Two weeks after killing 47 Egyptians in twin church bombings on Palm Sunday, the Islamic State claimed a fresh attack on the ancient monastery of St. Catherine on the southern Sinai peninsula.
One policeman was killed and four injured during an exchange of gunfire at a checkpoint about half a mile from the monastery entrance. Police were eventually able to gain control and force the militants to flee, according to the Ministry of Interior as reported by Ahram Online.
ISIS claimed responsibility in a terse statement via their official news agency, Amaq. However, local speculation suggested it may have been a result of skirmishes between disgruntled tribes and the government.
St. Catherine’s is named after the fourth-century martyr from Alexandria, and was built in the sixth century by the Byzantine Emperor Justinian. The monastery belongs to the Greek Orthodox Church, and was declared a UNESCO world heritage site in 2003.
In the mid-19th century, the fourth-century Codex Sinaiticus was discovered in St. Catherine’s ancient library, at the time the oldest near-complete text of the Bible. The library boasts more than 8,000 early printed books, and is considered second only to the Vatican in collection of early biblical manuscripts.
“We admire the monastery for digitizing its collection for research,” said Tharwat Wahba, a professor at the Evangelical Theological Seminary in Cairo, noting especially the ninth-century Arabic translation. “Its manuscripts witness to the oldest sources of our Bible.”
Thousands of pilgrims flock every year to St. Catherine’s, hiking to the peak of the mountain and visiting the traditional site of Moses’ burning bush. A tree within its walls is said to be organically related to the biblical original.
In addition to continuing its attacks on Christians, ISIS may likely have targeted the monastery to impact tourism, a major sector of the Egyptian economy.
Popular Red Sea resorts a few hours east of St. Catherine’s draw winter beachgoers from Russia and other European nations. Russia has been expected to lift a ban on flights soon, following extensive security improvements.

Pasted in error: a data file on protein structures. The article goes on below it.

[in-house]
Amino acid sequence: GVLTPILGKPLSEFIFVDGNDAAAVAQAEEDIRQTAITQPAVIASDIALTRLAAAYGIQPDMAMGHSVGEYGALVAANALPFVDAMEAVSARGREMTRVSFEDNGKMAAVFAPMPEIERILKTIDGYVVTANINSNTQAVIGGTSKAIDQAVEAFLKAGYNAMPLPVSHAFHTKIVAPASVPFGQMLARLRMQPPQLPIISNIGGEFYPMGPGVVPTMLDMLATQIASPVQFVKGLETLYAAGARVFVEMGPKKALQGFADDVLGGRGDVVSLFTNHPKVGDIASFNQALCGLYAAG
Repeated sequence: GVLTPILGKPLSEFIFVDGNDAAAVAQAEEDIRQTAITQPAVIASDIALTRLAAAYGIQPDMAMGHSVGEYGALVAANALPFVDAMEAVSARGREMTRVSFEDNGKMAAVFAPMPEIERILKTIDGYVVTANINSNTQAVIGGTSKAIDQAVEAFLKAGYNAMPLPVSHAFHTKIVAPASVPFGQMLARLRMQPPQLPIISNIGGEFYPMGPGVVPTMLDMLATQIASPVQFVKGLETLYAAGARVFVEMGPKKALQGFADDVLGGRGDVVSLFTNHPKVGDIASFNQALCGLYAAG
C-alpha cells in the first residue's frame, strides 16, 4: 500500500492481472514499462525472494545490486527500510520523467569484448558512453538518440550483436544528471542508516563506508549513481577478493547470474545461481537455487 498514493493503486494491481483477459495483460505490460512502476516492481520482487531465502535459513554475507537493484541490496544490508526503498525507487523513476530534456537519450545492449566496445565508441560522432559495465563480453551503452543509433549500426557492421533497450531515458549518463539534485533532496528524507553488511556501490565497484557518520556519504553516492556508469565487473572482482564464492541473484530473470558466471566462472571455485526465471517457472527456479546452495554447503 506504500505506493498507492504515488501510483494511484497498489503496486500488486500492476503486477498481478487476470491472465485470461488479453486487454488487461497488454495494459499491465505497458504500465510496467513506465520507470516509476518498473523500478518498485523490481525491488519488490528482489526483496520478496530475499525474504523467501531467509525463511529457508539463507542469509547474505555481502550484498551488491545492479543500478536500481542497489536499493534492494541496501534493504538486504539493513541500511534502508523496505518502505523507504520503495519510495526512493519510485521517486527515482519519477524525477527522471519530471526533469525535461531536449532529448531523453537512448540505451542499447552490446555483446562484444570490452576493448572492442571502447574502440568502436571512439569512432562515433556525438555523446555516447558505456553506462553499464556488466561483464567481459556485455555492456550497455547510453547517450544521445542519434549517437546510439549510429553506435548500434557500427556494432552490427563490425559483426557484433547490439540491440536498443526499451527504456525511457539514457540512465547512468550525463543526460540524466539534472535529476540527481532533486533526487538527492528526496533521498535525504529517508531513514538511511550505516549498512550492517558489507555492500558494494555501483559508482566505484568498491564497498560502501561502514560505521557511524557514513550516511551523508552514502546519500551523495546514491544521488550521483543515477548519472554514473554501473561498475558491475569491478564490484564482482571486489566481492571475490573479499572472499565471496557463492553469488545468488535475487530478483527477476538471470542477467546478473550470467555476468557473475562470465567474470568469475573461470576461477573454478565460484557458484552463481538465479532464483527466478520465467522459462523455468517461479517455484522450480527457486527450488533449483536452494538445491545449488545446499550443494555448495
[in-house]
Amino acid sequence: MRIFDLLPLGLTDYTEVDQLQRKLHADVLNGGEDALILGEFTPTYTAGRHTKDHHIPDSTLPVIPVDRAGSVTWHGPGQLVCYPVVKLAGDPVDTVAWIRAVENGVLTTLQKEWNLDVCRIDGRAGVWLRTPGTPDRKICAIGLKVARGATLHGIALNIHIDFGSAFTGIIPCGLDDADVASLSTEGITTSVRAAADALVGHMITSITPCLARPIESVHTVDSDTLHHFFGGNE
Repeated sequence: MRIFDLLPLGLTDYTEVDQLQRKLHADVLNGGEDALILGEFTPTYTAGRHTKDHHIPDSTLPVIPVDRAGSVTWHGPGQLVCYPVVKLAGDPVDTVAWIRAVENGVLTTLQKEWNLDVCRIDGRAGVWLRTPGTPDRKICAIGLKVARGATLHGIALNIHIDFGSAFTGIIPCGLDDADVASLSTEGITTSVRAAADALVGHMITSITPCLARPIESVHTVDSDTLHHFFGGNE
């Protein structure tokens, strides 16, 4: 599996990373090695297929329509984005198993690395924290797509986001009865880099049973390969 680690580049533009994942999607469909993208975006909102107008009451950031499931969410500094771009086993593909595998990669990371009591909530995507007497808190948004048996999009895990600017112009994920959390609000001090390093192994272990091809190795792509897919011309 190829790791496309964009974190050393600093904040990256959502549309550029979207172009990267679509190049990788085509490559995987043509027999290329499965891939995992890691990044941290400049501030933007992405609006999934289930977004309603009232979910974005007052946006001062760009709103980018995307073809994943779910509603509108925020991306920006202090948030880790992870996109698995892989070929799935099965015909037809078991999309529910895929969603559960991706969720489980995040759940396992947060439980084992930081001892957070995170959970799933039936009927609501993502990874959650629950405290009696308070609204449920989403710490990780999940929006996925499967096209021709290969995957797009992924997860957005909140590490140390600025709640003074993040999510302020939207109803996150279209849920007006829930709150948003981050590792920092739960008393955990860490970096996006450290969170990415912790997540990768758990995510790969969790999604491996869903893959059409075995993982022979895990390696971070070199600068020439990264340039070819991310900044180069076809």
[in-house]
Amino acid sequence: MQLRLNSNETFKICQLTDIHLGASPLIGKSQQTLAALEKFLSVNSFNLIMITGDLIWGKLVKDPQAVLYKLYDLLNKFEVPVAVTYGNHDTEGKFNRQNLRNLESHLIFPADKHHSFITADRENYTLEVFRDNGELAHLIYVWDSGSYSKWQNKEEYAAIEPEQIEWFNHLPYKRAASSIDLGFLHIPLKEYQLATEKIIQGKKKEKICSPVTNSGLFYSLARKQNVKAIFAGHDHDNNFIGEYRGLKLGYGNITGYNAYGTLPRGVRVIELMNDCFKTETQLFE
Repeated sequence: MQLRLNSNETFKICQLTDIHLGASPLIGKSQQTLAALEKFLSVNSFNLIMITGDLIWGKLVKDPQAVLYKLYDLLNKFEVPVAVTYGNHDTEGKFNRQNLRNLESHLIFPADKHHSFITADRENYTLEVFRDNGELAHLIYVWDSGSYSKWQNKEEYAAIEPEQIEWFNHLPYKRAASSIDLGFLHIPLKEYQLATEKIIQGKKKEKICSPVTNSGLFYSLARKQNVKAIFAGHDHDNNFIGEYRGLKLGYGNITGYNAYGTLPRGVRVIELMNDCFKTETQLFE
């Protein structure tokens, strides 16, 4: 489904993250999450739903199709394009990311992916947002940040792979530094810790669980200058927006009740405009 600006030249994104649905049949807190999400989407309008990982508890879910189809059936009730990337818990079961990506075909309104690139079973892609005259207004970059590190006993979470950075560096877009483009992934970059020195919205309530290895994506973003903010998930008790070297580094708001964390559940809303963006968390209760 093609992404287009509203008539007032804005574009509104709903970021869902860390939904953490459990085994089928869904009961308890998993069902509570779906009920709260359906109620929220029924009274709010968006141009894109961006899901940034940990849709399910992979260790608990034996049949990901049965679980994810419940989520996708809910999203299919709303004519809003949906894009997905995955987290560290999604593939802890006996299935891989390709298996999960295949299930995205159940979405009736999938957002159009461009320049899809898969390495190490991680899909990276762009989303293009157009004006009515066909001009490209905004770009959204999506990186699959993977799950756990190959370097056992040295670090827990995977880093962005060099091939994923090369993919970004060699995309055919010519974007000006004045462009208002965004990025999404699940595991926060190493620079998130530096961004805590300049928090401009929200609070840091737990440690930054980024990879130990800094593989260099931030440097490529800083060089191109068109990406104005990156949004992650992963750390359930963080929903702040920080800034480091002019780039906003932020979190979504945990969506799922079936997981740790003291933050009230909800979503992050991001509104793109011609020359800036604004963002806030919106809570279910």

Reuters reported security services are on high alert.
“Of course if you hit the Sinai and St. Catherine’s, tourists will stay away,” said Ibrahim Morgan, a Coptic tour guide.
“But I think this is a message also for the pope.”
The attack comes only 10 days before Pope Francis is scheduled to visit Egypt and participate in an international peace conference with the Grand Sheikh of al-Azhar, the Sunni world’s foremost institute of Islamic learning.
In addition to St. Catherine’s Christian heritage, a mosque was built during the Cairo-based Fatimid Caliphate at the beginning of the 12th century. It contains a copy of a reputed letter from Muhammad, granting protection to the monastery.
St. Catherine’s boasts excellent relations with the local Bedouin tribes, who have developed an adjacent town and ecotourism expeditions into the desert.
“It is a good witness of how Christians and Muslims can live together,” said Wahba.
Though controlling no formal territory, ISIS has waged a fierce battle with the Egyptian government in the northern Sinai cities of Rafah, Arish, and Sheikh Zuweid. Two months ago, hundreds of Christian residents fled the area, facing death threats and the killing of several Copts in the course of a few weeks.
The presence of the Islamic State in the south of Sinai would be an alarming development. Earlier this month, Israel barred its citizens from the area, fearful of terrorist threats.
“It is a bit terrifying if this is ISIS,” said Wahba, “and gives a negative impression about south Sinai.”